Here’s Everything You Need to Know About Winter in Japan
There tons of celebrations and festivals to go to.
From the beautiful seasons of spring, summer, and autumn, it is now time for the cold winter of Japan which covers the months of December to February. Want to know what the Japanese are up to during this white snowy season? In this article, we list down the activities the Japanese look forward to during winter.
In Japan, December 24, or most commonly known as Christmas eve, is more frequently celebrated than Christmas itself. This is because most people see it as a day for couples, and no, we are not talking about Valentine’s Day.
On Christmas, like most of the world, kids get presents from Santa Claus. The staple foods during the celebration are roasted or fried chicken (not necessarily turkey), and strawberry sponge cake with whipped cream. So if ever you pass by KFC during the holidays, don’t be surprised to see people lining up.
End of the Year
On the 31st of December, people clean their houses to welcome the new year. They also eat soba to wish for a longer life and better luck within families.
*Tips: some Japanese vocabulary to describe the end of the year.
Nenmatsu, toshinose = end of the year.
Omisoka = special name of 31 December, meaning New Year’s Eve.
Beginning of the New Year
People place a lot of value in celebrating the New Year. They call it shougatsu, or in a more formal way, oshougatsu.
During the morning of January 1, people eat osechi which is a once a year kind of dish. Traditionally, the mother and grandmother prepare it days before the celebration but nowadays, people can easily buy them from department stores, online shops, or even at convenience stores.
People also decorate their houses with special ornaments such as kadomatsu, kagamimochi, and shimenawa.
Every start of the year, the Japanese visit shrines or temples to make a wish. Another activity they do during the new year is sending greetings like nengajou which is a postcard that’s made especially for celebrating the new year. The new year in a more communal sense is the time for families and relatives to get together and celebrate the holiday. Kids receive gifts of money called otoshidama.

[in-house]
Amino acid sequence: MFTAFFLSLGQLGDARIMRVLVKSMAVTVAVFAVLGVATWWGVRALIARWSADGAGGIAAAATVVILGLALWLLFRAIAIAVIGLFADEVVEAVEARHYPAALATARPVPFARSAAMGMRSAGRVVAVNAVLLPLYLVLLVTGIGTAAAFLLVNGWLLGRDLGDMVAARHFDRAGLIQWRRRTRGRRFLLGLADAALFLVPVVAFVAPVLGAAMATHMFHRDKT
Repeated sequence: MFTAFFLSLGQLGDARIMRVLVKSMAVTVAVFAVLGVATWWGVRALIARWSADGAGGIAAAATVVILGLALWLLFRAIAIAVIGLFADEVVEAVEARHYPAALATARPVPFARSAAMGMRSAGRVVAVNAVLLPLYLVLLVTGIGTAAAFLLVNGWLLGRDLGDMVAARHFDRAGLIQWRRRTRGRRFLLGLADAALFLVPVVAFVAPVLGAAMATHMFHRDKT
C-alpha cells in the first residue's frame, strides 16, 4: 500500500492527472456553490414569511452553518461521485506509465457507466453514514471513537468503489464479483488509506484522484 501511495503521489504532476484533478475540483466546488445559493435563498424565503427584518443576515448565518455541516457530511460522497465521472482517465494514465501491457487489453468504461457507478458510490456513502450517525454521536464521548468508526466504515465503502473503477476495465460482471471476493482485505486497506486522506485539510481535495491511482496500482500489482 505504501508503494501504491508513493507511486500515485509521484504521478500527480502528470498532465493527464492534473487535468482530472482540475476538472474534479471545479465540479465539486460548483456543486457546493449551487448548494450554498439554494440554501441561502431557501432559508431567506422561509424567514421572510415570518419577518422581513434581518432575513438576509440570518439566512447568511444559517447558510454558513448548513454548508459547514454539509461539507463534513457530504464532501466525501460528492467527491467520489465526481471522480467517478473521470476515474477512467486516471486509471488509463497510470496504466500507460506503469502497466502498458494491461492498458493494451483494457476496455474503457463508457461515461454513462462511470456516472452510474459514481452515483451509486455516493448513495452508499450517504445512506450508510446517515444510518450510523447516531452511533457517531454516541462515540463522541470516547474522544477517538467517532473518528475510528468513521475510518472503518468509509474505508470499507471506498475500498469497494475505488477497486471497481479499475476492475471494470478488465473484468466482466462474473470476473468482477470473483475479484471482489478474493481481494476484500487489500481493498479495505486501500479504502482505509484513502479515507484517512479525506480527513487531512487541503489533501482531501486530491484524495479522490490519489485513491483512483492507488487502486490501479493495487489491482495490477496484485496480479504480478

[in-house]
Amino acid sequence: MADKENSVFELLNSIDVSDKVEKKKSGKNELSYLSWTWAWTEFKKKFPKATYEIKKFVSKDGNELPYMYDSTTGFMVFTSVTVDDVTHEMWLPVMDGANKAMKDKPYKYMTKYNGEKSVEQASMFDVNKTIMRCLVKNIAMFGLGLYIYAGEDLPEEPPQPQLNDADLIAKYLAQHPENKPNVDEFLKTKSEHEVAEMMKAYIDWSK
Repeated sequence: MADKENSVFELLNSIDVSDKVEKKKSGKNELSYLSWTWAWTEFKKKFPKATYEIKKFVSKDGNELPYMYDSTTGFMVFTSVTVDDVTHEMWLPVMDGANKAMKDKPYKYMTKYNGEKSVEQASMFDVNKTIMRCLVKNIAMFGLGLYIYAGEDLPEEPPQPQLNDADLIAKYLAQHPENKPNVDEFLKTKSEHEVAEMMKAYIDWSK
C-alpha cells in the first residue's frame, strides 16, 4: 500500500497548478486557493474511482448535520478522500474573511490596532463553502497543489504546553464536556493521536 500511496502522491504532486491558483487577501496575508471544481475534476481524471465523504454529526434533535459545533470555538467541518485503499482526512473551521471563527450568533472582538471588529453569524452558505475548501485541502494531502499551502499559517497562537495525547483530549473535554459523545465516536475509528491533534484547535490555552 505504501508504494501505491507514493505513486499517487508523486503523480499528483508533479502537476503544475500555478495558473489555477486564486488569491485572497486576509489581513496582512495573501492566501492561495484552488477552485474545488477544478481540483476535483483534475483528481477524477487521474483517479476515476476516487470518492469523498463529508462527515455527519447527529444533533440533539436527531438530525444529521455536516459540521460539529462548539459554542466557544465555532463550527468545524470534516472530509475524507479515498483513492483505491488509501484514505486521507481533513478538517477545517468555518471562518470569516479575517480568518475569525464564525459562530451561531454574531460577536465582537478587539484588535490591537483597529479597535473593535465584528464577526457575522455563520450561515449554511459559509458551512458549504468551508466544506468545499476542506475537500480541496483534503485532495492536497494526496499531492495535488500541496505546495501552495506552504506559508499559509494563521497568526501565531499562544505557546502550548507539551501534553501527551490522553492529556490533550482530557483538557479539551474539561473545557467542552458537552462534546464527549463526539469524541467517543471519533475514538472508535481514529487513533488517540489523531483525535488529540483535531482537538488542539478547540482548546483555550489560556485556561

On February 3, the Japanese people dress up as demons and get beans thrown at them. This is a tradition that is believed to drive away bad luck to bring in good luck.
In Japan, women are the ones who give chocolates every February 14 instead of men. They give these to their male friends, colleagues, and to that special someone they hold in their hearts.
Schools in Japan only have a short winter holiday break from around Christmas until the first week of January.
As the holidays come to an end, the school holds a kakizome (literally means the first writing) in which students do Japanese calligraphy. This type of activity comes from shougatsu custom where people write their goals for this year by using Japanese calligraphy.
In Japanese companies, their year ender parties can be called in many different ways such as bounenkai, noukai, or sometimes, they just celebrate it altogether with their Christmas party. There is also a new year party called shinnenkai. What people usually do in these parties are actually the same as other nomikais.
Known for being very hard working, the Japanese tend to work until the very last day. The last day of work is usually around the last Friday of December.
January 1 is called ganjitsu.
*Tips: The morning of ganjitsu has another special name, which is gantan.
The second Monday of January is a coming of age day called seijin no hi. It is a special event for those who just turned 20 years old to show their appreciation towards their parents for raising them well.
The Japanese celebrate the National Foundation Day of Japan during February 11. However, this holiday does not have anything extraordinary like fireworks, parades, or festivals. People just usually spend their day normally.
During winter, snow can be found mostly in northern parts of Japan as well as in the mountain areas. Because of this reason, people visit these places in winter to go skiing, skateboarding, or skating.
Although you can definitely enjoy onsen all-throughout the year, you will feel more relaxed and find it more pleasurable when it is cold outside. People also love the feeling of looking at the beautiful snow while they are in the onsen.
Season for Couples
As what popular belief would say, when it gets colder, we would definitely long for more human affection. Winter in Japan is perfect for couples because of the numerous events being held especially for them during Christmas Eve and Valentine’s Day.
(30 October 2019)